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State of Origin: It’s time for the AFL to bring it back

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Hamish new author
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9th January, 2020

It’s State of Origin time, baby! Well, sort of.

As has been announced, the AFL will hold a one-off State of Origin game this February as a fundraiser for the tragic bushfires that have swept the country this summer.

The concept has generally been well received by fans, and why wouldn’t it? The thought of the country’s best players converging on one field to showcase their talent while raising money for a worthy cause is a mouthwatering one, to say the least.

But with the announcement of the one-off game comes the inevitable discussion about reinstating State of Origin as a traditional fixture on the AFL calendar. Is it really such a bad idea?

EJ Whitten Legends Game

(Michael Willson/AFL Media/Getty Images)

Here is the proposal. In order to keep the tradition of State of Origin alive and meaningful without not taking anything away from the club competition itself, Origin should be played quadrennially in a four-week period before the season proper. The competition should include the three big football states – Victoria, South Australia and Western Australia – as well as the Allies comprising the rest of the country.

The currently proposed Victoria vs All Stars set up is a perfect format for a one-off charity match and hence should be maintained for next month’s game to ensure the fundraising efforts are the priority. However, it just doesn’t have the same reverence as, say, a packed Adelaide Oval crowd laying into a Big V outfit.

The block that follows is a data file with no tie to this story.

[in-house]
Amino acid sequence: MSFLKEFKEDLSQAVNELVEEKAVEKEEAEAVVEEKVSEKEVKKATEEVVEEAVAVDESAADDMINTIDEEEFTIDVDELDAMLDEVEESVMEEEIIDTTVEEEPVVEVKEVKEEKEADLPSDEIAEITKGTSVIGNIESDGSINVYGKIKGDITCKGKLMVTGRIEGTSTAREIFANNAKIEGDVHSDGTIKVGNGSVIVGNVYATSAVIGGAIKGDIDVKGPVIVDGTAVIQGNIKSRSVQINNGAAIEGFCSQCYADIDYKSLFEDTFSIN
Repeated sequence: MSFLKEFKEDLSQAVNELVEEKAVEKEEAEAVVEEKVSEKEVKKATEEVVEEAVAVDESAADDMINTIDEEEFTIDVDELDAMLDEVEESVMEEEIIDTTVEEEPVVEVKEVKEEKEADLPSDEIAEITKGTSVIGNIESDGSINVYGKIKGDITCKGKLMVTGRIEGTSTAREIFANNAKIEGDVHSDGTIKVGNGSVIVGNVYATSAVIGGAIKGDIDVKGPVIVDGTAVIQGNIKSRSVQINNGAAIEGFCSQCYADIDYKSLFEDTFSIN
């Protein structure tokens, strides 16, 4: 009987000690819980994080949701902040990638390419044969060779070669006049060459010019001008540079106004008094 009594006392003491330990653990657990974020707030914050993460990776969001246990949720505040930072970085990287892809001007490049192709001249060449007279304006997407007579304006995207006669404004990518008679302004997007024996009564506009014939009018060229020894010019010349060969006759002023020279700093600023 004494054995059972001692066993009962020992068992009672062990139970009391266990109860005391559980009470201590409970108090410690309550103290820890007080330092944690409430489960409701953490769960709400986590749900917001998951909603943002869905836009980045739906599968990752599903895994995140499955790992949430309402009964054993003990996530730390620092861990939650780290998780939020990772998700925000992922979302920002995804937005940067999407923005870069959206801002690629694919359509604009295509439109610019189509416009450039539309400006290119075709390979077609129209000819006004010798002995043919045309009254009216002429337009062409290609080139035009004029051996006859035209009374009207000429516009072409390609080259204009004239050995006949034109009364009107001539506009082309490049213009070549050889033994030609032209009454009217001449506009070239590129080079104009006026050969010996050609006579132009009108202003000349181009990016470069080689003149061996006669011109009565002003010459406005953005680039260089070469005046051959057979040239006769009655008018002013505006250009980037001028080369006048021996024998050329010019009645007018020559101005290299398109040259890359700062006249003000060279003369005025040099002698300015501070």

As we’ve seen through some of the mock teams put out by Fox Footy, the sides are probably as even as they ever could be – the WA midfield of Nat Fyfe, Patrick Cripps and Tim Kelly anybody? – so every side, Allies included, would have a genuine chance of winning.

Keeping the Allies allows those players from outside the main states a chance to play against the best sides. While they wouldn’t have the parochial support of the other three states, having the Allies allows games to be played away from the big three AFL cities. For example, they could play one game in Sydney and one in Tasmania, or something along those lines.


Every side could play each other once over a three-week period, forming a mini ladder from which the top two sides face off in a grand final played at the highest-finishing side’s home ground two or three weeks before the start of the AFL season.

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Unlike the NRL’s version, playing the competition before the start of the season stops Origin from detracting interest from the premiership season itself and allows players to maintain full focus on playing for their club.

Selection could reward form across the four-year period, which would ensure the best and most consistent players from each state over those four years are chosen. Players would view being selected as a huge honour and could hardly turn down the opportunity given they might get only one chance to play at such a high level.